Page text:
In which a group of graying eternal amateurs discuss their passions, interests and obsessions, among them: movies, art, politics, evolutionary biology, taxes, writing, computers, these kids these days, and lousy educations.

E-Mail Donald
Demographer, recovering sociologist, and arts buff

E-Mail Fenster
College administrator and arts buff

E-Mail Francis
Architectural historian and arts buff

E-Mail Friedrich
Entrepreneur and arts buff
E-Mail Michael
Media flunky and arts buff

We assume it's OK to quote emailers by name.

Try Advanced Search

  1. Seattle Squeeze: New Urban Living
  2. Checking In
  3. Ben Aronson's Representational Abstractions
  4. Rock is ... Forever?
  5. We Need the Arts: A Sob Story
  6. Form Following (Commercial) Function
  7. Two Humorous Items from the Financial Crisis
  8. Ken Auster of the Kute Kaptions
  9. What Might Representational Painters Paint?
  10. In The Times ...

Sasha Castel
AC Douglas
Out of Lascaux
The Ambler
Modern Art Notes
Cranky Professor
Mike Snider on Poetry
Silliman on Poetry
Felix Salmon
Polly Frost
Polly and Ray's Forum
Stumbling Tongue
Brian's Culture Blog
Banana Oil
Scourge of Modernism
Visible Darkness
Thomas Hobbs
Blog Lodge
Leibman Theory
Goliard Dream
Third Level Digression
Here Inside
My Stupid Dog
W.J. Duquette

Politics, Education, and Economics Blogs
Andrew Sullivan
The Corner at National Review
Steve Sailer
Joanne Jacobs
Natalie Solent
A Libertarian Parent in the Countryside
Rational Parenting
Colby Cosh
View from the Right
Pejman Pundit
God of the Machine
One Good Turn
Liberty Log
Daily Pundit
Catallaxy Files
Greatest Jeneration
Glenn Frazier
Jane Galt
Jim Miller
Limbic Nutrition
Innocents Abroad
Chicago Boyz
James Lileks
Cybrarian at Large
Hello Bloggy!
Setting the World to Rights
Travelling Shoes

Redwood Dragon
The Invisible Hand
Daze Reader
Lynn Sislo
The Fat Guy
Jon Walz


Our Last 50 Referrers

« Movie Elsewhere | Main | More Movie Notes »

June 30, 2005

Secrets of Good Loving

Michael Blowhard writes:

Dear Blowhards --

The BBC reports that scientists have succeeded in scanning the brains of people having (and not having) orgasms. Some key findings:

  • Women are indeed good at faking it -- but the brain-scanning machine knows.
  • What seems to help men achieve orgasm is knowing that they'll get the physical stimulation they crave.
  • What seems to help women achieve orgasm is feeling secure and protected, or at least free from fear.
  • Keeping the socks on may violate good taste and classy stylishness. But both men and women achieve orgasm more easily when their footsies are warm.

Me, I've always wanted to know what goes on in the heads of the scientists who study sex. Perhaps we could subject them to the brain-scanner?



posted by Michael at June 30, 2005


"What seems to help men achieve orgasm is knowing that they'll get the physical stimulation they crave." Uh -- this confuses me a little. By the time they have an orgasm, haven't they by definition had the physical stimulation they crave? They can have an orgasm from knowing they're *going* to be stimulated? And what about those who are stimulated . . . and stimulated . . . and stimulated, but still can't have an orgasm? Explain, please.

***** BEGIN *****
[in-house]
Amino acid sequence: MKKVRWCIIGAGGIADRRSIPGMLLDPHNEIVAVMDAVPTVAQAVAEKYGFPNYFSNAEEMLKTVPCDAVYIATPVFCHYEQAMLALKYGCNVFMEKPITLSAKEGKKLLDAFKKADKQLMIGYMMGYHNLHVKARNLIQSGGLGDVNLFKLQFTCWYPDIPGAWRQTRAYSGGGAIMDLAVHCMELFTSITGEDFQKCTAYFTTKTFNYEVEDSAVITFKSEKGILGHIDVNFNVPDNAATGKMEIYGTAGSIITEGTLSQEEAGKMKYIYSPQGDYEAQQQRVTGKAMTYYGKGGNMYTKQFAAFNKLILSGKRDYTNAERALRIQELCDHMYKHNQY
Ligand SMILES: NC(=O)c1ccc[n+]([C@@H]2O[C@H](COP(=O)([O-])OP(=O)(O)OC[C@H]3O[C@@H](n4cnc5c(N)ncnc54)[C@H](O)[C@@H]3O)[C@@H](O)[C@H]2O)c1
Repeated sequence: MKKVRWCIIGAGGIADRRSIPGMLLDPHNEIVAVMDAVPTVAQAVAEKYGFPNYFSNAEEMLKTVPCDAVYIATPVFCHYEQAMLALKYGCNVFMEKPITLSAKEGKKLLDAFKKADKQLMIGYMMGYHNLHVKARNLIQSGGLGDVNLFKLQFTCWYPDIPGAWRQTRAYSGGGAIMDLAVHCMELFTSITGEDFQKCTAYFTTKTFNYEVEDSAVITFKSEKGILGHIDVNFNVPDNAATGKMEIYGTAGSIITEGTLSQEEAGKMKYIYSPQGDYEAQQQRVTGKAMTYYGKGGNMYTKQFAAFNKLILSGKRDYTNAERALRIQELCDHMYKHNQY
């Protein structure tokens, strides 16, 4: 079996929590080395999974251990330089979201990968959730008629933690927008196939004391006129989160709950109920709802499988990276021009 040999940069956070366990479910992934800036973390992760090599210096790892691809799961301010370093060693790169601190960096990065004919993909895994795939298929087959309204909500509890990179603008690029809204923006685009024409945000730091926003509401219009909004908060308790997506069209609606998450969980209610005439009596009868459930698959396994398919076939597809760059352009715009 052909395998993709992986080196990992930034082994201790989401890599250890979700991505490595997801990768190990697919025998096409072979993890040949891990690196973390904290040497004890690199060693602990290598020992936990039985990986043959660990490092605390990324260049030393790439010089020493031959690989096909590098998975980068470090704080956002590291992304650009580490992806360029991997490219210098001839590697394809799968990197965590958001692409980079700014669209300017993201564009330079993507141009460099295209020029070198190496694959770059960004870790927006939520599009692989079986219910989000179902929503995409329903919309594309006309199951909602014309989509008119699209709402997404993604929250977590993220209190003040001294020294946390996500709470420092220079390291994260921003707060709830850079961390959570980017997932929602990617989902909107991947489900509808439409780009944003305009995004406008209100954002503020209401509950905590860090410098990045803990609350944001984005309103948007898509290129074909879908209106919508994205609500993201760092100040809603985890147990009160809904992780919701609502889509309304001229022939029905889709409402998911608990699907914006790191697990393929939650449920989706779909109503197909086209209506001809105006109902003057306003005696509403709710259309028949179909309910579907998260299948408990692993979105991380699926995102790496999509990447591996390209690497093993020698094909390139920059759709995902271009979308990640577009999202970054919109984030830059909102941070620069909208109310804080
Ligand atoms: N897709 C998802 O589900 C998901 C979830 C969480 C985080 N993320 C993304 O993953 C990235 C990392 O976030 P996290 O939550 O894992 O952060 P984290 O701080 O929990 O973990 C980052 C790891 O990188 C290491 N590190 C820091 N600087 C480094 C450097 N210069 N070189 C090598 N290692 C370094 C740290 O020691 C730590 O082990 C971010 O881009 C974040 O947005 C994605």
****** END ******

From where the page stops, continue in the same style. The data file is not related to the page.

"both men and women achieve orgasm more easily when their footsies are warm." Well, okay, as long as the socks are any color other than black.

Posted by: missgrundy on July 1, 2005 2:38 PM

And another thing . . . how the heck did they get women to feel "secure and protected" while being brain-scanned during sex?

This topic seems to have . . . uh . . . stimulated my interest.

Posted by: missgrundy on July 1, 2005 2:46 PM

Brain-scanners are the new sex toys, I guess.

Posted by: Michael Blowhard on July 1, 2005 6:30 PM

I love these sex studies and think it as worthwhile an area of research as anything else, but I also find it interesting how people sometimes throw caution to the wind in attempting to analyse the most preliminary results. When I read the part about how socks helped the subjects achieve orgasm, I wondered how comfortable the setting was, and whether the room temperature had been dialed down for the sake of the monitoring equipment more than for the comfort of people. But I couldn't see the issue of footsies as being terribly relevant to the research results.

As for orgasmic women feeling "secure and protected," this seems clearly a case of attempting to read stereotypical views of men and women into the data. The actual research data is much more prosaic: "As the women were stimulated, activity rose in one sensory part of the brain, called the primary somatosensory cortex, but fell in the amygdala and hippocampus, areas involved in alertness and anxiety. During orgasm, activity fell in many more areas of the brain, including the prefrontal cortex, compared with the resting state..." It is a big jump to go from brain activity to emotional states, but even here there are a number of ways to view the data.

As one researcher noted, you don't need to view this as a need to feel "secure and protected," but alternatively "From an evolutionary point of view, it could be that the brain switches off the emotions during sex because at such times the chance to produce offspring becomes more important than the survival risk to the individual. [researcher Gert] Holstege points to the extraordinary behaviour seen in some animals during the breeding season, such as March hares, when the urge to mate seems to override the usual fear of predators."

There is an interesting view among some evolutionary biologists that men, women (and even resulting children) may all at times employ risky or competing strategies in order to maximize their survival prospects. It will be interesting to see how this research unfolds in the future.

Posted by: Alec on July 2, 2005 1:21 PM

Post a comment

Email Address:



Remember your info?